October 3, 2012 11:45 am | by Brad Little, Texas Instruments | Articles | Comments

Over the years, the relative stability of the defense and aerospace industry has served as a stable and reliable revenue pool. This market has attracted a variety of manufacturers to help offset the cyclical changes in the commercial and industrial markets. Aerospace and defense (A&D) companies continuously search for the latest and best commercial technologies...

Space station to move to avoid debris

October 3, 2012 8:57 am | by The Associated Press | News | Comments

The Russian space program's Mission Control Center says it will move the International Space Station into a different orbit to avoid possible collision with a fragment of debris.Mission Control Center spokeswoman Nadyezhda Zavyalova said the Russian Zvevda module will fire booster rockets to carry out the operation Thursday at 07:22 a.m. Moscow time (0322 GMT).

Osprey Aircraft Fly To Okinawa Despite Protests

October 2, 2012 3:31 pm | News | Comments

Six Osprey hybrid aircraft were transferred to a U.S. base on the southern Japanese island of Okinawa on Monday — and were greeted by hundreds of protesters outside the fence showing their concern about the plane's safety. The aircraft — which takes off like a helicopter and flies like an airplane — flew safely from Iwakuni, on the Japanese main island, to U.S. Marine Corps Air Station Futenma.

10 must-see posts from September

October 1, 2012 12:28 pm | by The ECN Editors | Articles | Comments

Here’s a rundown of the most read, most popular, most awesome articles for September. They all come with a witty, engaging summary just in case you missed them the first time or want to check up on an old favorite. Keep checking out the Lead and follow us on twitter @ecnmagazine for our most up-to-date articles.

Mars rover finds first evidence of water: a river of it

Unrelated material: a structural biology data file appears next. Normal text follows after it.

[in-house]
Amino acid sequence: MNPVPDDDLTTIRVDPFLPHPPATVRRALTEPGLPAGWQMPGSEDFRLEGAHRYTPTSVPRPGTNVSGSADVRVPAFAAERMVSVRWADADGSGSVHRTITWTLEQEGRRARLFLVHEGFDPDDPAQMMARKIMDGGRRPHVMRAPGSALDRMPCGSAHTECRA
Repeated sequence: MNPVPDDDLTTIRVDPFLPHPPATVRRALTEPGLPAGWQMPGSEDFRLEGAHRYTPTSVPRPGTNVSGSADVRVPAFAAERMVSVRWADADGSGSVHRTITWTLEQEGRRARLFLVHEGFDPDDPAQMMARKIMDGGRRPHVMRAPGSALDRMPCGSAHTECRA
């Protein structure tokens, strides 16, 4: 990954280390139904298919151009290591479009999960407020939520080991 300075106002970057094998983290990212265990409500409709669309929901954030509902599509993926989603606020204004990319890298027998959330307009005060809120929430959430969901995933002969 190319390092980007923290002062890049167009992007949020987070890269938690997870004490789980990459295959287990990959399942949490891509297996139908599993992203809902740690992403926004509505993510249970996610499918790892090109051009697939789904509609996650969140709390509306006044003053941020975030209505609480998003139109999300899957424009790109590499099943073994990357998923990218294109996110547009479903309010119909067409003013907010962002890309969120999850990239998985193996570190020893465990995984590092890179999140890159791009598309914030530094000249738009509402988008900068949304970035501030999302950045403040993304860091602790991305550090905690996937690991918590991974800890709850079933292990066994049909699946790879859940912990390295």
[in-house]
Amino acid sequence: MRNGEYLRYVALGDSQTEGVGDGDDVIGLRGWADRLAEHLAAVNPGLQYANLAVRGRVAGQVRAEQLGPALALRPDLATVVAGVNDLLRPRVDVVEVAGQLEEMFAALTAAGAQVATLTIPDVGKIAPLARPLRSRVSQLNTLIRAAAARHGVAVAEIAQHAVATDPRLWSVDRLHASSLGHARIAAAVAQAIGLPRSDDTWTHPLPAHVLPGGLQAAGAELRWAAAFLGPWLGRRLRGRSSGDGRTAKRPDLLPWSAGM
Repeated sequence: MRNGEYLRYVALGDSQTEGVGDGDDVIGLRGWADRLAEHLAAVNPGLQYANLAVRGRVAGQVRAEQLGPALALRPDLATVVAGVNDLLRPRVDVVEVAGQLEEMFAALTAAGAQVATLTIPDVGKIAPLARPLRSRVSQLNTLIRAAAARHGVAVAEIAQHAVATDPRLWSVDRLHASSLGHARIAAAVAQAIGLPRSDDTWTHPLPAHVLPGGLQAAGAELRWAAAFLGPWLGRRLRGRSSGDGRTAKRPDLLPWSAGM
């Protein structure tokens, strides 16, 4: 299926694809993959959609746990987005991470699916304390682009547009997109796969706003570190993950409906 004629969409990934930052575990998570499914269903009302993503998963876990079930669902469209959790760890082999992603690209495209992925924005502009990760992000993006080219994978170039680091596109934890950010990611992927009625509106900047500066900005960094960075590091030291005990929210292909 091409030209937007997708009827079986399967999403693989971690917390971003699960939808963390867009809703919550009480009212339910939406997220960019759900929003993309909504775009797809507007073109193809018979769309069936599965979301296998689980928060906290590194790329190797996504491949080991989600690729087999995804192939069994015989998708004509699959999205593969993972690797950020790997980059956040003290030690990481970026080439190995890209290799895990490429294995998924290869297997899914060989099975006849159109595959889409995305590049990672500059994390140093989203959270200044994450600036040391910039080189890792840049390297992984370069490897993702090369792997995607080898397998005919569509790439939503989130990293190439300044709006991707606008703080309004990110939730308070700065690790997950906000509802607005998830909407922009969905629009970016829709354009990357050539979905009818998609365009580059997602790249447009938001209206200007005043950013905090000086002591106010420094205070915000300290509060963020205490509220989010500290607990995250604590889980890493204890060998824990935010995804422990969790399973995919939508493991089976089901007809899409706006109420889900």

September 30, 2012 10:19 pm | by Irene Klotz, Reuters | News | Comments

NASA's Mars rover, Curiosity, dispatched to learn if the most Earth-like planet in the solar system was suitable for microbial life, has found clear evidence its landing site was once awash in water, a key ingredient for life, scientists said Thursday.

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Pitt's forthcoming laser shooter could better detect foreign substances for Homeland Security

September 28, 2012 8:53 am | by EurekAlert! | News | Comments

NASA's Mars Rover Curiosity fired its first laser beam in August, blasting a space rock at more than one million watts per shot to determine whether the red planet could be habitable. The method, called laser-induced breakdown spectroscopy (LIBS), is used to detect not only the composition of space-related soils but also an array of foreign materials.

Simulations uncover 'flashy' secrets of merging black holes

September 28, 2012 8:47 am | by EurekAlert! | News | Comments

According to Einstein, whenever massive objects interact, they produce gravitational waves -- distortions in the very fabric of space and time -- that ripple outward across the universe at the speed of light. While astronomers have found indirect evidence of these disturbances, the waves have so far eluded direct detection.

Learning to live on mars

September 28, 2012 8:46 am | by EurekAlert! | News | Comments

Since the beginning of August, NASA's Mars rover, Curiosity, has been roaming all over the distant planet learning as much as it can about the Martian terrain. The mission control team back on Earth has also learned what it may be like on Mars by trying to live and work on a Martian day, which is about 40 minutes longer than an Earth day.

The emergency worker’s best friend: A backpack that maps

September 27, 2012 9:07 am | by Kasey Panetta, Associate Editor | Blogs | Comments